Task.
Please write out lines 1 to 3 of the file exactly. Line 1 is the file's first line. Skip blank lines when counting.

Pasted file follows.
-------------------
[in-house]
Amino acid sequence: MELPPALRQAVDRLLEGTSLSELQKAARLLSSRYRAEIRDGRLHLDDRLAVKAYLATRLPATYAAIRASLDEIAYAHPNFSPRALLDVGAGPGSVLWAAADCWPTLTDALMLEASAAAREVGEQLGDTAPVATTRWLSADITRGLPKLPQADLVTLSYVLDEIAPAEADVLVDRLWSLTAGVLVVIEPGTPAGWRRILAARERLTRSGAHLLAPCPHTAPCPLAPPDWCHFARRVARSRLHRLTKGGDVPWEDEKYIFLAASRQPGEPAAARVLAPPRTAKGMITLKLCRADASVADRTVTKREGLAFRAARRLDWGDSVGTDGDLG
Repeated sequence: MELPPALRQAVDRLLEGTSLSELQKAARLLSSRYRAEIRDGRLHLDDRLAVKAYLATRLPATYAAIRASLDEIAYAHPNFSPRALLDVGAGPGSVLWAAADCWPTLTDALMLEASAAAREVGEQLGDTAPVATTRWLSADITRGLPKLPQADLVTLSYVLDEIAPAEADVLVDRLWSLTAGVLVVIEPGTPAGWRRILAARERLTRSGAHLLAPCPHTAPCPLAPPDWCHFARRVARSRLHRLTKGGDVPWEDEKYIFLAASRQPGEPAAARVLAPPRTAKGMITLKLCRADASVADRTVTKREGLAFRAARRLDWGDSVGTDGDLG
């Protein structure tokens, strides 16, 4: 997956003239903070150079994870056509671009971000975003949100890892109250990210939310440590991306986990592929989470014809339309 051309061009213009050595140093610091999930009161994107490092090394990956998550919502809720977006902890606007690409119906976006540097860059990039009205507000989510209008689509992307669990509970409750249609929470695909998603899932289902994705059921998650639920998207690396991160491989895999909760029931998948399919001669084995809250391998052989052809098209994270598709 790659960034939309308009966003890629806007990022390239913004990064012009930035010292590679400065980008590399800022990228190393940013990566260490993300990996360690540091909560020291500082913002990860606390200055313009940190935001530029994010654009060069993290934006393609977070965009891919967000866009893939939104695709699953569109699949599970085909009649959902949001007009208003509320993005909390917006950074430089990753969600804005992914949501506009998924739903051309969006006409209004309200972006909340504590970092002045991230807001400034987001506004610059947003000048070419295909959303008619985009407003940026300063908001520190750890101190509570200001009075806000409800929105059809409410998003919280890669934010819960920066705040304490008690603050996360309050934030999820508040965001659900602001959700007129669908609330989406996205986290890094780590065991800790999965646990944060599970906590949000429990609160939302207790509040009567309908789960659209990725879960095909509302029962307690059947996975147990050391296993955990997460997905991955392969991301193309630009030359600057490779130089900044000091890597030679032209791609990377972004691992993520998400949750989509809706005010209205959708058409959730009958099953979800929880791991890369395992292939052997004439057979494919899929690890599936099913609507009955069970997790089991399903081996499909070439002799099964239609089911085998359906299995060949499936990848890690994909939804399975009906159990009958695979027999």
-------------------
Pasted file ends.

[in-house]
Amino acid sequence: MELPPALRQAVDRLLEGTSLSELQKAARLLSSRYRAEIRDGRLHLDDRLAVKAYLATRLPATYAAIRASLDEIAYAHPNFSPRALLDVGAGPGSVLWAAADCWPTLTDALMLEASAAAREVGEQLGDTAPVATTRWLSADITRGLPKLPQADLVTLSYVLDEIAPAEADVLVDRLWSLTAGVLVVIEPGTPAGWRRILAARERLTRSGAHLLAPCPHTAPCPLAPPDWCHFARRVARSRLHRLTKGGDVPWEDEKYIFLAASRQPGEPAAARVLAPPRTAKGMITLKLCRADASVADRTVTKREGLAFRAARRLDWGDSVGTDGDLG
Repeated sequence: MELPPALRQAVDRLLEGTSLSELQKAARLLSSRYRAEIRDGRLHLDDRLAVKAYLATRLPATYAAIRASLDEIAYAHPNFSPRALLDVGAGPGSVLWAAADCWPTLTDALMLEASAAAREVGEQLGDTAPVATTRWLSADITRGLPKLPQADLVTLSYVLDEIAPAEADVLVDRLWSLTAGVLVVIEPGTPAGWRRILAARERLTRSGAHLLAPCPHTAPCPLAPPDWCHFARRVARSRLHRLTKGGDVPWEDEKYIFLAASRQPGEPAAARVLAPPRTAKGMITLKLCRADASVADRTVTKREGLAFRAARRLDWGDSVGTDGDLG